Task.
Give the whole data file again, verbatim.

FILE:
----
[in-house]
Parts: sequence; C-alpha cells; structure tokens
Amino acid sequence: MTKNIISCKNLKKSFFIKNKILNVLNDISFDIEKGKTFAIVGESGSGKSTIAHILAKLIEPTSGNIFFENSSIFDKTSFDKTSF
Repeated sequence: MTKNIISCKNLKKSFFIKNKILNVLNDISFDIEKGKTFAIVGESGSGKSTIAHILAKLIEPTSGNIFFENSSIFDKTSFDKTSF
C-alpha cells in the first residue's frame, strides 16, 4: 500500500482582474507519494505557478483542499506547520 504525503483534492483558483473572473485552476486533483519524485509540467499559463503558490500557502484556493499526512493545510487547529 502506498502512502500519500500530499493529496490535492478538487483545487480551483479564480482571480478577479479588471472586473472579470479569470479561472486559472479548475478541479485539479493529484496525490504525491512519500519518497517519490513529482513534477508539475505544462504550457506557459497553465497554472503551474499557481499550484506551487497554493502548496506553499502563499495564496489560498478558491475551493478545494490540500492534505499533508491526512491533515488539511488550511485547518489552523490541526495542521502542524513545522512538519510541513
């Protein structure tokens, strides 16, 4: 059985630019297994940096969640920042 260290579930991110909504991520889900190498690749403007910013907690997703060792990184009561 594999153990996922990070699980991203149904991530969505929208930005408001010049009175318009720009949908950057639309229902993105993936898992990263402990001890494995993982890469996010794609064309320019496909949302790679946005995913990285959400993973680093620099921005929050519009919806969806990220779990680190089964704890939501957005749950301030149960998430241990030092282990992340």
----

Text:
[in-house]
Parts: sequence; C-alpha cells; structure tokens
Amino acid sequence: MTKNIISCKNLKKSFFIKNKILNVLNDISFDIEKGKTFAIVGESGSGKSTIAHILAKLIEPTSGNIFFENSSIFDKTSFDKTSF
Repeated sequence: MTKNIISCKNLKKSFFIKNKILNVLNDISFDIEKGKTFAIVGESGSGKSTIAHILAKLIEPTSGNIFFENSSIFDKTSFDKTSF
C-alpha cells in the first residue's frame, strides 16, 4: 500500500482582474507519494505557478483542499506547520 504525503483534492483558483473572473485552476486533483519524485509540467499559463503558490500557502484556493499526512493545510487547529 502506498502512502500519500500530499493529496490535492478538487483545487480551483479564480482571480478577479479588471472586473472579470479569470479561472486559472479548475478541479485539479493529484496525490504525491512519500519518497517519490513529482513534477508539475505544462504550457506557459497553465497554472503551474499557481499550484506551487497554493502548496506553499502563499495564496489560498478558491475551493478545494490540500492534505499533508491526512491533515488539511488550511485547518489552523490541526495542521502542524513545522512538519510541513
């Protein structure tokens, strides 16, 4: 059985630019297994940096969640920042 260290579930991110909504991520889900190498690749403007910013907690997703060792990184009561 594999153990996922990070699980991203149904991530969505929208930005408001010049009175318009720009949908950057639309229902993105993936898992990263402990001890494995993982890469996010794609064309320019496909949302790679946005995913990285959400993973680093620099921005929050519009919806969806990220779990680190089964704890939501957005749950301030149960998430241990030092282990992340």